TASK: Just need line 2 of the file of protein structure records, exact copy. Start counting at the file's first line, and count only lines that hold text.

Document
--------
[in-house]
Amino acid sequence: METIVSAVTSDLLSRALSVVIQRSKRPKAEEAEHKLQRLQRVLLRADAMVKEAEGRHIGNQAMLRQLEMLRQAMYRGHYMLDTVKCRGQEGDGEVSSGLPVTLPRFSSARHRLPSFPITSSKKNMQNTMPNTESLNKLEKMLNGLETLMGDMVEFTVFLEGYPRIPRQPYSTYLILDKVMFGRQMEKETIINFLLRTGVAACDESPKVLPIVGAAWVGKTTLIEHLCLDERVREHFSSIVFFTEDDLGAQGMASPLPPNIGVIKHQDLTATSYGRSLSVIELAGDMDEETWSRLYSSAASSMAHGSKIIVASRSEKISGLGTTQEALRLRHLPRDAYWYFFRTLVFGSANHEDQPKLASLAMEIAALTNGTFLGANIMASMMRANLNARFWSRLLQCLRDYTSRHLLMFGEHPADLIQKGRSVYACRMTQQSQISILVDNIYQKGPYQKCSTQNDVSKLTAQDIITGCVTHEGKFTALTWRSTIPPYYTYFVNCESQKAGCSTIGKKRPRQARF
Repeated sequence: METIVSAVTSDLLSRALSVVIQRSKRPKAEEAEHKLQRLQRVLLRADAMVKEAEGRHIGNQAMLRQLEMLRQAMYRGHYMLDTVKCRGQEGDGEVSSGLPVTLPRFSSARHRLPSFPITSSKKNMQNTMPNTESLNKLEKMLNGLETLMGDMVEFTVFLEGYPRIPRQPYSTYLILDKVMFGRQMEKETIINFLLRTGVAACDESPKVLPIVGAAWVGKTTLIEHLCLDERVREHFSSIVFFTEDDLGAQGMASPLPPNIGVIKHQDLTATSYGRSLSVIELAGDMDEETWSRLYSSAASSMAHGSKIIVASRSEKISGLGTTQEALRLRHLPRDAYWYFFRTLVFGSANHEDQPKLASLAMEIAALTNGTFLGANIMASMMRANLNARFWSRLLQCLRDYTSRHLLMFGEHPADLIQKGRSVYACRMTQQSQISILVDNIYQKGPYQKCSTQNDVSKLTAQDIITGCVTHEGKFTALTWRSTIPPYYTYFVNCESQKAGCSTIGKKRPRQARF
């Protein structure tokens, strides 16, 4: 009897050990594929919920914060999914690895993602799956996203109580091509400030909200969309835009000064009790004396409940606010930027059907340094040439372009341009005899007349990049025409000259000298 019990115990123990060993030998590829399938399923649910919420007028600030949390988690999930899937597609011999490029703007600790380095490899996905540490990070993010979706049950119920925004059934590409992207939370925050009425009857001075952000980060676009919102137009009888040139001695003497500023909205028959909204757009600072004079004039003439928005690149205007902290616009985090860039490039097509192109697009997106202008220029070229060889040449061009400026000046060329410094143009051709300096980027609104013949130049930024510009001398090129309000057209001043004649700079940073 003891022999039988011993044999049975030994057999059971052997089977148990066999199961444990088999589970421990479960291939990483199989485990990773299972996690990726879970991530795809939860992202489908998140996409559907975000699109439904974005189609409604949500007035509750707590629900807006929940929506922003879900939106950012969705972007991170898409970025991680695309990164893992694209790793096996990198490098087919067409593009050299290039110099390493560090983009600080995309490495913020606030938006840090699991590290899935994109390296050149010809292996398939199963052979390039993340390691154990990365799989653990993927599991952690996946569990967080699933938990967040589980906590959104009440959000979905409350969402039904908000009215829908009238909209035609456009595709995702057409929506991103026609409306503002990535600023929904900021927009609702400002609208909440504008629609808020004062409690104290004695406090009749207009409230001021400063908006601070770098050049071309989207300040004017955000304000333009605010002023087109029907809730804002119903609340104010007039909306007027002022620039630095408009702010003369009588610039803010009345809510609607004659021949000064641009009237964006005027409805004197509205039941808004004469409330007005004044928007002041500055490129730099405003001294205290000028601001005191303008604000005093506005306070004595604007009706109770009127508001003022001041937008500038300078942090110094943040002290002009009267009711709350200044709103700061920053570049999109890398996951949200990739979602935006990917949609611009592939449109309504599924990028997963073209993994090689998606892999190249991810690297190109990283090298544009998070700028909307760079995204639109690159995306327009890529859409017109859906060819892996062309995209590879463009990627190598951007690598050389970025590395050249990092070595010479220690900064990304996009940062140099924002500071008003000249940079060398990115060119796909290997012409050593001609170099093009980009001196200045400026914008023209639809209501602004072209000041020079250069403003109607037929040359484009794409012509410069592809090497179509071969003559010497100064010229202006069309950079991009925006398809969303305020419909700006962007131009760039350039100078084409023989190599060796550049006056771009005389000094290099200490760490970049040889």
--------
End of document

Amino acid sequence: METIVSAVTSDLLSRALSVVIQRSKRPKAEEAEHKLQRLQRVLLRADAMVKEAEGRHIGNQAMLRQLEMLRQAMYRGHYMLDTVKCRGQEGDGEVSSGLPVTLPRFSSARHRLPSFPITSSKKNMQNTMPNTESLNKLEKMLNGLETLMGDMVEFTVFLEGYPRIPRQPYSTYLILDKVMFGRQMEKETIINFLLRTGVAACDESPKVLPIVGAAWVGKTTLIEHLCLDERVREHFSSIVFFTEDDLGAQGMASPLPPNIGVIKHQDLTATSYGRSLSVIELAGDMDEETWSRLYSSAASSMAHGSKIIVASRSEKISGLGTTQEALRLRHLPRDAYWYFFRTLVFGSANHEDQPKLASLAMEIAALTNGTFLGANIMASMMRANLNARFWSRLLQCLRDYTSRHLLMFGEHPADLIQKGRSVYACRMTQQSQISILVDNIYQKGPYQKCSTQNDVSKLTAQDIITGCVTHEGKFTALTWRSTIPPYYTYFVNCESQKAGCSTIGKKRPRQARF